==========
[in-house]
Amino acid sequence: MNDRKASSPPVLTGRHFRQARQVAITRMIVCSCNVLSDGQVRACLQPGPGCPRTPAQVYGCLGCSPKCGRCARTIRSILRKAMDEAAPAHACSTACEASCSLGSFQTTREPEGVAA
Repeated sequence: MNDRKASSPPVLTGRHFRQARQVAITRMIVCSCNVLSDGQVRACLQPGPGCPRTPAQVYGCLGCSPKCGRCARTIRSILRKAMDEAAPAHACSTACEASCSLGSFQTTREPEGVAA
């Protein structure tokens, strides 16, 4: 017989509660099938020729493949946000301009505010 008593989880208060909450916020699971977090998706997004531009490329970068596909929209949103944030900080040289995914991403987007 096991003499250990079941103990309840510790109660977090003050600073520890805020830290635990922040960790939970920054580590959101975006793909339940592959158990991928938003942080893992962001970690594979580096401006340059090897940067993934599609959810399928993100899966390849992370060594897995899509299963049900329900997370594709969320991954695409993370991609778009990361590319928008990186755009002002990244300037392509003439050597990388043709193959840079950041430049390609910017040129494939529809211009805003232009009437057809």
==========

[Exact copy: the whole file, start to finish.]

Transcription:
[in-house]
Amino acid sequence: MNDRKASSPPVLTGRHFRQARQVAITRMIVCSCNVLSDGQVRACLQPGPGCPRTPAQVYGCLGCSPKCGRCARTIRSILRKAMDEAAPAHACSTACEASCSLGSFQTTREPEGVAA
Repeated sequence: MNDRKASSPPVLTGRHFRQARQVAITRMIVCSCNVLSDGQVRACLQPGPGCPRTPAQVYGCLGCSPKCGRCARTIRSILRKAMDEAAPAHACSTACEASCSLGSFQTTREPEGVAA
């Protein structure tokens, strides 16, 4: 017989509660099938020729493949946000301009505010 008593989880208060909450916020699971977090998706997004531009490329970068596909929209949103944030900080040289995914991403987007 096991003499250990079941103990309840510790109660977090003050600073520890805020830290635990922040960790939970920054580590959101975006793909339940592959158990991928938003942080893992962001970690594979580096401006340059090897940067993934599609959810399928993100899966390849992370060594897995899509299963049900329900997370594709969320991954695409993370991609778009990361590319928008990186755009002002990244300037392509003439050597990388043709193959840079950041430049390609910017040129494939529809211009805003232009009437057809």